·The most produced tank in WWII: The German Tiger.
·Paint chipped totally at random and not on areas most scuffed by the crews.
·There was never any overspray on any stenciled markings.
·No tool was ever stolen. Vehicle crews left them anywhere because they’d surely be returned to the rightful owners.
·Mortars and grenades never disturbed the earth, only a shell from naval cannon could cause a crater.
·No one dug a foxhole throughout the whole campaign as the ground was only 12mm deep, under which there was the backboard for a picture frame.
·Because of a shortage of slings, 25% of WWII soldiers were forced to keep their weapons in their hands all the time.
·Foxholes are a myth.
·Horses were a myth – except those ridden by Polish Lancers and Cossacks.
·There was no war in Italy.
·War in Northwest Europe began on June 6, 1944.
·No armored vehicle was ever washed or cleaned from D-Day to the end in the West, and from Barbarossa to Berlin in the East. It didn’t ever rain and snow never melted on them either.
·Allied vehicles spent 5 years parked in the desert sun prior to being issued, to ensure proper paint fading.
·Whenever possible, tanks were left to sit still so that the tracks would be thoroughly rusted before their next use.
·Tanks always parked in open fields, meadows, and flat areas. There was no direct-fire threat except during declared battles, so no need to dig foxholes or hide tanks behind hills or berms. Even battle-weary troops were free to recuperate in farmyards and town squares, secure in the knowledge that there would be no artillery fired at them.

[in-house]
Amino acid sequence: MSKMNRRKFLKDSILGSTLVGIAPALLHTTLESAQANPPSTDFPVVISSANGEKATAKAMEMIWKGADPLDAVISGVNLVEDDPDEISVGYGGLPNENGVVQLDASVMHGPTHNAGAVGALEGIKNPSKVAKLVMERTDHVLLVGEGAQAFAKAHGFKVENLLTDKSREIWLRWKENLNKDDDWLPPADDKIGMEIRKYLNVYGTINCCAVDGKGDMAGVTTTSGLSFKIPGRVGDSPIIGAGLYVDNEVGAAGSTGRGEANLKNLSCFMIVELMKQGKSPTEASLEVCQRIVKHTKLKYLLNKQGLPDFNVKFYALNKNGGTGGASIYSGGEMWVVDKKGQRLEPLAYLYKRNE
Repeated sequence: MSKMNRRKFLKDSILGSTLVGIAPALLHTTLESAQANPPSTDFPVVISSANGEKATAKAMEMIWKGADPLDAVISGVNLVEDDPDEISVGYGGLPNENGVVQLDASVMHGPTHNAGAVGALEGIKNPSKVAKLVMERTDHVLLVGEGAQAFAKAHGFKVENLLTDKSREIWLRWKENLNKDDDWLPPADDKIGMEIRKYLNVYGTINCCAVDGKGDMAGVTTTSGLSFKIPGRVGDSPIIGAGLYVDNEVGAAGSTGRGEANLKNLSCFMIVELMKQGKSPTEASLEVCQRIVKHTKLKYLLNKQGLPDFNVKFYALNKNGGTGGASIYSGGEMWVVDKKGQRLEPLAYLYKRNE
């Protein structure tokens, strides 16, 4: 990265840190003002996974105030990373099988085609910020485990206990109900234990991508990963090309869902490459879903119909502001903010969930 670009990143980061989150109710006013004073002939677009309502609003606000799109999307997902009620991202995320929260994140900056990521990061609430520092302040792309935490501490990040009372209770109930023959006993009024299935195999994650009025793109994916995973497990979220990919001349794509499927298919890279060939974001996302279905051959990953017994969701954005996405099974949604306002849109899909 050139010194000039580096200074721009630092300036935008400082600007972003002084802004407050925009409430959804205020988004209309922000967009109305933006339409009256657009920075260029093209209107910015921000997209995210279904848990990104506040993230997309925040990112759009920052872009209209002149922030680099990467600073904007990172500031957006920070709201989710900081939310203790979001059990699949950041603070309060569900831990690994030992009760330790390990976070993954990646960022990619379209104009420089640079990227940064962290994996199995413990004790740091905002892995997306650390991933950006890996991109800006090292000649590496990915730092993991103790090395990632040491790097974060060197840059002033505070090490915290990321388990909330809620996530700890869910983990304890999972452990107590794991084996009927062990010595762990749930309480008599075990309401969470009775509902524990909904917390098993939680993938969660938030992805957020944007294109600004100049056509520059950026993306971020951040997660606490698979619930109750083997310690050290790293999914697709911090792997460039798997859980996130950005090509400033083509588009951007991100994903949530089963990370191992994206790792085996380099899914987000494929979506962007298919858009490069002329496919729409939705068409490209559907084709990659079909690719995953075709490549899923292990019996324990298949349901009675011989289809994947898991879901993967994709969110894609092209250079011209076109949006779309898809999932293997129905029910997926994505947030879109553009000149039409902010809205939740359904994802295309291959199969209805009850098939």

·The reason it took the Russians so long to push back the Wehrmacht was that T-34 drivers never opened the periscope hatches on their hatches, even when the hatch was closed.
·Tanks for which aftermarket engines are available could often be found with the decks open. The decks of the others were welded shut at the factory.
·There is a rubble fairy who magically removes most of the debris from any demolished building.
·The rubble fairy never leaves home without an industrial vacuum cleaner used to remove dust from the vicinity of said demolished building.
·Tank manufacturers described their production types as early, mid, late and final because they knew how long the production run would be when they started.
·The 79th Armoured Division had enough AVRE's with SBG bridges to bridge all rivers from Normandy to the Baltic, but didn't use them.
·There is one shade of olive drab, and it was used on every US piece of military equipment, including aircraft, from WWI to Vietnam.
·Finally, model builders are much more in tune with how things look than those who have been there or done that.
Some funny stuff